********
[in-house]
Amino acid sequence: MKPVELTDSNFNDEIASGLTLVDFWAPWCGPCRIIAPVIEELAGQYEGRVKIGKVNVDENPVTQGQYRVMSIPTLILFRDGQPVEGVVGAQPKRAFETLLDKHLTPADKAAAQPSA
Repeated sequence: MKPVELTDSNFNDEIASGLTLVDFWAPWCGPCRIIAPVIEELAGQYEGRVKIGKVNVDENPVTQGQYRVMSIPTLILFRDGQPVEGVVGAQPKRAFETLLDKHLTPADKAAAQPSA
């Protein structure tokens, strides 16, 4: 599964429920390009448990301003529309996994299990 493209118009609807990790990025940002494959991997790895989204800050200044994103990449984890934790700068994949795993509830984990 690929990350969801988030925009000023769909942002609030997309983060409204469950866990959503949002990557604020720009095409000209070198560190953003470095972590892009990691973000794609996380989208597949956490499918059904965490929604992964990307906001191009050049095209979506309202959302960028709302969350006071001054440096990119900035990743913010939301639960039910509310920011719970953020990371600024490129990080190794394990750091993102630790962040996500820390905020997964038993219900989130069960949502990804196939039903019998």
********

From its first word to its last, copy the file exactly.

[in-house]
Amino acid sequence: MKPVELTDSNFNDEIASGLTLVDFWAPWCGPCRIIAPVIEELAGQYEGRVKIGKVNVDENPVTQGQYRVMSIPTLILFRDGQPVEGVVGAQPKRAFETLLDKHLTPADKAAAQPSA
Repeated sequence: MKPVELTDSNFNDEIASGLTLVDFWAPWCGPCRIIAPVIEELAGQYEGRVKIGKVNVDENPVTQGQYRVMSIPTLILFRDGQPVEGVVGAQPKRAFETLLDKHLTPADKAAAQPSA
């Protein structure tokens, strides 16, 4: 599964429920390009448990301003529309996994299990 493209118009609807990790990025940002494959991997790895989204800050200044994103990449984890934790700068994949795993509830984990 690929990350969801988030925009000023769909942002609030997309983060409204469950866990959503949002990557604020720009095409000209070198560190953003470095972590892009990691973000794609996380989208597949956490499918059904965490929604992964990307906001191009050049095209979506309202959302960028709302969350006071001054440096990119900035990743913010939301639960039910509310920011719970953020990371600024490129990080190794394990750091993102630790962040996500820390905020997964038993219900989130069960949502990804196939039903019998």